After four seasons in the NBA, Pitino returned to where he belonged – the college game, in the Commonwealth. When Pitino came to Louisville in 2001, he inherited a team coming off a 12-19 season. In his first season with the Cardinals, Pitino won 19 games and 25 the following year. In his fourth season at Louisville, he took the school to its first Final Four appearance in 19 years, his fifth as a head coach.

By 2008, Pitino really had things rolling again in the 'Ville. He led that season's team to the Elite Eight, and had it not been for a bunk placement of playing North Carolina in the regional final in the state of North Carolina, Pitino may very well have been on the way to his sixth Final Four (which would eventually come in 2012).

The 2009 Cardinals reached the Elite Eight before falling to Michigan State. While the Cards were the more talented team, losing to a No. 2 seed that is 29-6 on the season and coached by another NCAA tourney wizard in Tom Izzo isn't exactly something to be too miffed by.

Historically and statistically, the 2009 and 2013 Cardinals are similar. Both teams won Big East Conference titles, Big East Conference tournament championships, and both teams earned the overall No. 1 seed in the NCAA tournament.

There are a few key attributes the 2013 team possess that the 2009 squad lacked. If I had to pinpoint one area in particular, it would be defense. Oh sure, the '09 Cards were terrific defensively, often times awesome, simply because they played Rick Pitino basketball and were masters of the full-court press. But the 2013 version has something the '09 guys did not: Pitino had yet to invent his spell-binding, perplexing 2-3 man-to-man/hybrid zone. He had dabbled with the 2-3 zone for most of his college coaching career, but Pitino didn't unleash the Rubik's Cube of half-court defensive sets until the 2010-11 season.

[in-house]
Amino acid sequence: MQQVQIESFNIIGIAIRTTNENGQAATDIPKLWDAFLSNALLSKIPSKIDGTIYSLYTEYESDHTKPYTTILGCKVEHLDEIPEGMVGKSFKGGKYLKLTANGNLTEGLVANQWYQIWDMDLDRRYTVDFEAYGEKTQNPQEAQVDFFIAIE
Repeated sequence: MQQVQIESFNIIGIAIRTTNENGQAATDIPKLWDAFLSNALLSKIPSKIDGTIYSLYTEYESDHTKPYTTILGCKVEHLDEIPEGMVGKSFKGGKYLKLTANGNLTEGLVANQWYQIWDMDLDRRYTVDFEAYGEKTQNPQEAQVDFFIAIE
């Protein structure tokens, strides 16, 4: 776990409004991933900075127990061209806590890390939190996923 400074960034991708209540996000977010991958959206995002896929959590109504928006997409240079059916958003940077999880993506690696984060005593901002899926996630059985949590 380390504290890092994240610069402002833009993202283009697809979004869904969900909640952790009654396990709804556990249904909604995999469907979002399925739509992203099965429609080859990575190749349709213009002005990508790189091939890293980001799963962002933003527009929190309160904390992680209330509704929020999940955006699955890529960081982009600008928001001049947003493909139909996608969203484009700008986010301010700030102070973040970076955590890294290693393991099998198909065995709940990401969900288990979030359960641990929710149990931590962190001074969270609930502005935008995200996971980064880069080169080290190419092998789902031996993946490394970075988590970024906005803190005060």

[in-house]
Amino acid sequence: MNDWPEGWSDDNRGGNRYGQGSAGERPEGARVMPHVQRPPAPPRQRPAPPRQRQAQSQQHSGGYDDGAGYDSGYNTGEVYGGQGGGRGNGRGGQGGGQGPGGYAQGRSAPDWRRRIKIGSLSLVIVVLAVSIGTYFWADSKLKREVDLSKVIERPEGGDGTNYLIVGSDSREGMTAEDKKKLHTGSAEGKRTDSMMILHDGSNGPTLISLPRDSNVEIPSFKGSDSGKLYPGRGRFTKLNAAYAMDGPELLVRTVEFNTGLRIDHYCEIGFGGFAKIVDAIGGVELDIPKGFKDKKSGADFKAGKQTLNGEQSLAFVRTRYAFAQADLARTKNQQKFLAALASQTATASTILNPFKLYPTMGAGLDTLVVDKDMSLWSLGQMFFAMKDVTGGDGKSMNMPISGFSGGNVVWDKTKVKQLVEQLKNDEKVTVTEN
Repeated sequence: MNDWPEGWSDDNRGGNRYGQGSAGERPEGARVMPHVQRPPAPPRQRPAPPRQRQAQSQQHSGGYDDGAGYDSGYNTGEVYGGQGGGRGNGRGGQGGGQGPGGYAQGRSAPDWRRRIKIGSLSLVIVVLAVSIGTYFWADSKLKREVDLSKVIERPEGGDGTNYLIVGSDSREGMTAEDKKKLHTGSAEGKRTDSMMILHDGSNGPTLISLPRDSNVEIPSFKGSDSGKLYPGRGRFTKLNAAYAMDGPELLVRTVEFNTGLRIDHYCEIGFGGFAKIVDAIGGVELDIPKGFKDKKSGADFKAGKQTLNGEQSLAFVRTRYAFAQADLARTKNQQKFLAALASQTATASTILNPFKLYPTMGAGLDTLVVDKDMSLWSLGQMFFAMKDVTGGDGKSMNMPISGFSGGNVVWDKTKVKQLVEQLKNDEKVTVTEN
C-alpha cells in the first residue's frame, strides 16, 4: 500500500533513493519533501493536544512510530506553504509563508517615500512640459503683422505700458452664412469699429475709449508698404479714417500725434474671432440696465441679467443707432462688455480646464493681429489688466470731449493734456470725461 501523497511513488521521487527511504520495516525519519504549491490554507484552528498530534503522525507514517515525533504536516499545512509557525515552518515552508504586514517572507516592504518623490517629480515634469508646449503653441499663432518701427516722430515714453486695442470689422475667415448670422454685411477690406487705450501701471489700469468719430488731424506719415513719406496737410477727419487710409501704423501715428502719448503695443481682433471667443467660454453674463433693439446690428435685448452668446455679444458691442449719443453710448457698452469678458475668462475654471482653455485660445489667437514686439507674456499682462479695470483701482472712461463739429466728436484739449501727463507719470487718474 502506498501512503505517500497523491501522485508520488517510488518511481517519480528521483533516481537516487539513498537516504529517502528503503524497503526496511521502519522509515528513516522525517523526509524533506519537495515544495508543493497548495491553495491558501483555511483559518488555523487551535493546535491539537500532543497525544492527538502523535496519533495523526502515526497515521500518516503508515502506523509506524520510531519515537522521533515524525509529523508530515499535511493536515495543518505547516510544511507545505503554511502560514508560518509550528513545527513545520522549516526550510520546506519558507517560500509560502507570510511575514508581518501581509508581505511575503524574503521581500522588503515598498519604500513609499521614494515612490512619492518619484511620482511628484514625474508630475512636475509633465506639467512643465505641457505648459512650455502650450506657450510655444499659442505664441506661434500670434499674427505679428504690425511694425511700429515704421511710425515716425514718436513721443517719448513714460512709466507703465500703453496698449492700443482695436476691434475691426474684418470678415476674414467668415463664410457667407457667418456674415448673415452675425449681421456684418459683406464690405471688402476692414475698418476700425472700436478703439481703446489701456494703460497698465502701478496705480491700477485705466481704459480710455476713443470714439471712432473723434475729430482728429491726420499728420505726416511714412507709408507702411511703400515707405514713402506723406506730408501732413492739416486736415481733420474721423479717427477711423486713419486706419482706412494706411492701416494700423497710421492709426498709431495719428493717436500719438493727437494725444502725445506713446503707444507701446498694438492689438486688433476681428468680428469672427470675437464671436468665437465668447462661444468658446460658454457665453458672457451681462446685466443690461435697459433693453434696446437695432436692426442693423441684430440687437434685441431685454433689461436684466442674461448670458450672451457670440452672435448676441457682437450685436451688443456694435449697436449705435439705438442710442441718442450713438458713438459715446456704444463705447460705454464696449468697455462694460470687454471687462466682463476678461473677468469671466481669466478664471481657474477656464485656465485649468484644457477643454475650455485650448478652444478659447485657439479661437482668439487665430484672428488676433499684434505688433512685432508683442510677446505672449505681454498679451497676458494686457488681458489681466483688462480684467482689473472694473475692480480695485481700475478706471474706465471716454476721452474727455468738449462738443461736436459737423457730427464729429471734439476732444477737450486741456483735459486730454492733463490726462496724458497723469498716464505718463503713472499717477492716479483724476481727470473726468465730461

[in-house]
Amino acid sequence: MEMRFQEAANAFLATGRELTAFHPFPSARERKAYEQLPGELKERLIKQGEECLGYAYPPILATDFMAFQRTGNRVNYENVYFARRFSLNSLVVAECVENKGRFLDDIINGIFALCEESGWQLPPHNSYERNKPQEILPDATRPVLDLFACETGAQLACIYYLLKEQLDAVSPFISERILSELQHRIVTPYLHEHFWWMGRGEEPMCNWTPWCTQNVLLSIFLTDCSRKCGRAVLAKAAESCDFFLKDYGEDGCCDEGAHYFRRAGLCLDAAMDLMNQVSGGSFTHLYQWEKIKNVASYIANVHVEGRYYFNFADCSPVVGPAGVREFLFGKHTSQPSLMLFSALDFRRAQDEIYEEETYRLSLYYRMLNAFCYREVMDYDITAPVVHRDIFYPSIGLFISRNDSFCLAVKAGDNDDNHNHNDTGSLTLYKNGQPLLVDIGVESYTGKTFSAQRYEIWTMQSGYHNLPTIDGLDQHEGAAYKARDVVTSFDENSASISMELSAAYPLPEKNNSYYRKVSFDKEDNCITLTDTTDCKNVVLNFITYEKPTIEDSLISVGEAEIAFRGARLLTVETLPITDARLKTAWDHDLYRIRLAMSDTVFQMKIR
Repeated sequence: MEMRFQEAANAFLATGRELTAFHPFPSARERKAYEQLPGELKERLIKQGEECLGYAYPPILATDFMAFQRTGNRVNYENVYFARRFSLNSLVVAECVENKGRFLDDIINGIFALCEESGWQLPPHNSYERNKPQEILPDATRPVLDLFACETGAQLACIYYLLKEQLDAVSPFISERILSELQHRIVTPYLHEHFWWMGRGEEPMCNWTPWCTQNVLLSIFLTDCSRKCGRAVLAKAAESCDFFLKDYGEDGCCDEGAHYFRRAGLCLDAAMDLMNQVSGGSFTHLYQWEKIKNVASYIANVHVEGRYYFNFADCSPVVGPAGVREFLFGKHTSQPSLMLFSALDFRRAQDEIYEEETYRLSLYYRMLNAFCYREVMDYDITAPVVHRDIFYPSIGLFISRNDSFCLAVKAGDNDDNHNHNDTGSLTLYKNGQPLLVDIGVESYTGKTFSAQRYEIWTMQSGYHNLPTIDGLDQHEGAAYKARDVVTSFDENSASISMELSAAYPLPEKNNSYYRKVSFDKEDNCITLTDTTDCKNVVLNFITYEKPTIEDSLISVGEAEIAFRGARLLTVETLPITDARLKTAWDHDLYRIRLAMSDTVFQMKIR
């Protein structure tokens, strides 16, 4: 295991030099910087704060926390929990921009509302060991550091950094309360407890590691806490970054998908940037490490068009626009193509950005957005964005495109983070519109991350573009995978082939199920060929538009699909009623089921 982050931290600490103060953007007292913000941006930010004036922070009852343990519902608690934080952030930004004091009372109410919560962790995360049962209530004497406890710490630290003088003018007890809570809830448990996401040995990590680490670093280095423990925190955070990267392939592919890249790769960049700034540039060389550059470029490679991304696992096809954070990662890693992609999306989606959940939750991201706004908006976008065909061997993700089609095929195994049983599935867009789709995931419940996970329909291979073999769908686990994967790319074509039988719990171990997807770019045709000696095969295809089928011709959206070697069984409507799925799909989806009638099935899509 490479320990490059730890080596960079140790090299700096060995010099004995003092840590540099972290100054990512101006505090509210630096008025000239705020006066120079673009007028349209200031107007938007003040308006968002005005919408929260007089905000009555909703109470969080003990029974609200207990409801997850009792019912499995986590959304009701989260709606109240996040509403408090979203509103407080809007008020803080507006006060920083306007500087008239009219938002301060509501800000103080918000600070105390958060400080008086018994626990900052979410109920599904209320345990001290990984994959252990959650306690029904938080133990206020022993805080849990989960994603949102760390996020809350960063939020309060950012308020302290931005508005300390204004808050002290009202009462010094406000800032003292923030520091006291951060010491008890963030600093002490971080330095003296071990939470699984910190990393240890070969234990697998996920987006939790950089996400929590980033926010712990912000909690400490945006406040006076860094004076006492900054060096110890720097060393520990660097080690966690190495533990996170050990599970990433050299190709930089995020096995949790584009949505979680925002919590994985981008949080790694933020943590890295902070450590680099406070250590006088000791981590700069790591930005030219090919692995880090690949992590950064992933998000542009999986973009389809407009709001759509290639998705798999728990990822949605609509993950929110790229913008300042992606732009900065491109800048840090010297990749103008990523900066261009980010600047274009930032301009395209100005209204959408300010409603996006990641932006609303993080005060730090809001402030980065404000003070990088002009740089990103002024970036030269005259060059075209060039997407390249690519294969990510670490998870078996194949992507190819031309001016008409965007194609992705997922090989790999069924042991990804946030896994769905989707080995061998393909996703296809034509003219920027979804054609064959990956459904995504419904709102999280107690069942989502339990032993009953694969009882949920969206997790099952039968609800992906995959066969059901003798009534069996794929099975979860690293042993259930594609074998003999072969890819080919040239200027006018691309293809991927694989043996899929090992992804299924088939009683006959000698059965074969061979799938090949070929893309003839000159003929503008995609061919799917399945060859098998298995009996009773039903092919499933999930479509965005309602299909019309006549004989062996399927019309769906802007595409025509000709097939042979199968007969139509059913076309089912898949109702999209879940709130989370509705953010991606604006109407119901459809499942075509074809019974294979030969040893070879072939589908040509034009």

The 2012-2013 Cards are the best defensive team in the 11 seasons Ken Pomeroy has been charting its efficiency. This team doesn't just lock you up defensively, they knock you out and throw away the key. And they're pretty good on the other end as well. The Cards were the highest scoring team in the Big East this season, and their average margin of victory is 15.6 points per game (versus 12.9 points per game for the 2009 Cards).

Tally: Overall Career No. 1 Seed Record: 21-4, Two Elite Eights, Three Final Fours, One NCAA title, One NCAA runner-up

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No. 1 Seed: 2013 – TBD...

Pitino enters the NCAA tournament as the No. 1 seed for the sixth time in his career. If you're a betting person or Digger Phelps, here's some advice: don't pick the Cards to lose before the Elite Eight. Pitino has never lost in the round of 64 or 32 as a top seed, and he is 10-0 in the Sweet 16 as any seed. His Cards have won 10 straight. It's a good time to be a Louisville fan.

Now for some perspective: UCLA has more NCAA titles than any other program in Division I history, but in the grand scheme of things, those banners haven't come easy or often. The Bruins have been playing basketball in Westwood for 86 seasons and own 11 NCAA titles, having claimed their most recent a mere 18 years ago. Louisville has put a team on the hardwood for nearly 100 years and won two NCAA titles, approximately a .002 national championship batting average.

Any fan of any program who puts all their value into winning national championships is going to be generally miserable. As a fan, all you can really ask for is an entertaining product and a 'shot' come March, something Pitino delivers more consistently than any other coach in the college game.

It's incredibly difficult to win a NCAA title – at any school. You have to be good, you have to be lucky, you gotta dodge some bullets. But as of March 21, 2013, you gotta love Louisville's chances. I certainly do.

And if you're still somewhat weary of a No. 1 seed and looking for an omen, remember this: the only other time one of his 28 collegiate teams was ranked No. 2 in the final AP poll of the season, Pitino won a national championship.

Go Cards.